What is the answer to that question:  “What does God do all day long?”

I believe that indeed he spends his time mending broken things.

But he is a great and wise God.  He is like the mother hen that puts her wings over her chickens and guards them from harm… but only when the chickens come running to her.  God mends broken things when the broken things realize that they need mending.

He stands at the door and knocks.  But you must open the door and let Him in. It takes courage and humility and faith to open that door.  We tend to do it only when we are unsettled and not seeing the way forward.   Some call that “living in interesting times”.

Remember the old Chinese curse “May you live in interesting times”?

Here at St. Thomas we are living in interesting times.

Some think of recent events as a curse.  Some think of it as a liberation.  Some are waiting to see.

Whatever you are thinking, however you feel, you realize that something is broken and needs to be mended.

The vestry has recently decided to bring an Interim priest here to help.  I think that is the right and proper decision. 

But that is only part of the solution.  It is a necessary part, but not a sufficient part.

We as individuals and as a congregation are, and must be, part of the solution.  We are a necessary and sufficient part. The interim will leave us eventually.  We will be left behind when the interim goes.  

We need to deal with present feelings. We need to deal with residual issues from previous years when all of our clergy left within months of each other.  We need to deal with the recent departure of our rector.

We need to help the interim priest deal with internal conflicts and to heal any divisions within the congregation.

And we will need to help the vestry and other lay leaders bring about change, and to embrace that change, where and when change is needed.

Remember the broken vase?

St. Thomas is a beautiful vase that holds grace and love. But we are not perfect.  There is an anomaly; and it needs to be mended.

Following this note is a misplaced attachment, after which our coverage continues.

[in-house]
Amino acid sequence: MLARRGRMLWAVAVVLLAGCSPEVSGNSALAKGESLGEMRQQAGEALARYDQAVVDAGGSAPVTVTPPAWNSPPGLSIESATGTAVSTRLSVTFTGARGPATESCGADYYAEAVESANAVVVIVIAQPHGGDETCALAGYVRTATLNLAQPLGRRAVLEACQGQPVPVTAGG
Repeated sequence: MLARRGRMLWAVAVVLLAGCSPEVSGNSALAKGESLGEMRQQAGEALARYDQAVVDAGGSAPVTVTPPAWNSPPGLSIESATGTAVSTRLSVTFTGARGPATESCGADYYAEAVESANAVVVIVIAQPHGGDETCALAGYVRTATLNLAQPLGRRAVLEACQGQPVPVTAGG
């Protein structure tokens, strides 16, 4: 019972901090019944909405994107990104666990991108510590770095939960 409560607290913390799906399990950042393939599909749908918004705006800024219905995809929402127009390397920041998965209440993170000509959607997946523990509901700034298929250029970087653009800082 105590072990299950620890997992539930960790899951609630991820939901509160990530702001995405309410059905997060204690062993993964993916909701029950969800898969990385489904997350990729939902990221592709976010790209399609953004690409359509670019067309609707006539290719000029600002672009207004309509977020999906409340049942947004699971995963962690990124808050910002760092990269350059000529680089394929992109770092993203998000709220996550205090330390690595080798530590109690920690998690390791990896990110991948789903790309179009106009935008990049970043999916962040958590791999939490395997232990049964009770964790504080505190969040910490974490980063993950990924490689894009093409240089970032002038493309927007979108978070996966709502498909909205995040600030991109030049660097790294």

The only way to mend it is for each and every one of us, with no exceptions, to agree that there is an anomaly; that the broken pieces need to be put together to make things whole again; and that we need “museum quality” work.

God will send us a person to help guide us in the interim.

The vestry will do all it can to name and address all of the lingering issues.  That is not an easy job.  You need to name issues before they can be addressed.  Let’s give thanks that we are blessed with good and faithful people in this vestry of ours.

Clocks need to be oiled and cleaned and set right… vases need to be mended… Silver needs to be polished, just ask our Altar Guild… but polishing silver and setting clocks right and mending vases… takes effort and patience and time.

God stands at the door and knocks.  We need to open the door, not only individually, also collectively as a congregation.

I am asking each and every one of us here today to commit to making St. Thomas a more beautiful vessel… to make St. Thomas a family gathered together full of godly love and acceptance for each other and for those not as fortunate as we are.

I am asking each of us here today to make a commitment to each other that we will do just that.

We are gathered here today as a family. We do that every time we gather together.

In a little bit of time, we will be asked to come to that altar...  When we go to that altar, we go as individuals… but we also go as a family gathered together to do what families do… to take care of each other.  That is what “Church” is all about!

As you approach that altar try to leave doubts and whatever… behind.  Come in faith.

At the altar, extend your hands to receive Jesus the Christ… extending your hands is asking to receive his Grace… it is asking to have the fortitude to do what we are now called to do…it is asking for the patience to help God mend broken things.

I am making that commitment. I will be here with you.  I am asking you to make the same commitment.

Mending broken things is good.  That is what God does all day long.  That is why Jesus came and died on the cross… He will make us beautiful in the broken places.

Please, Please make that commitment.  It is not only sufficient, but it is necessary.  Without that commitment, the mending will not be “museum quality”.

Amen.

Frank Castellon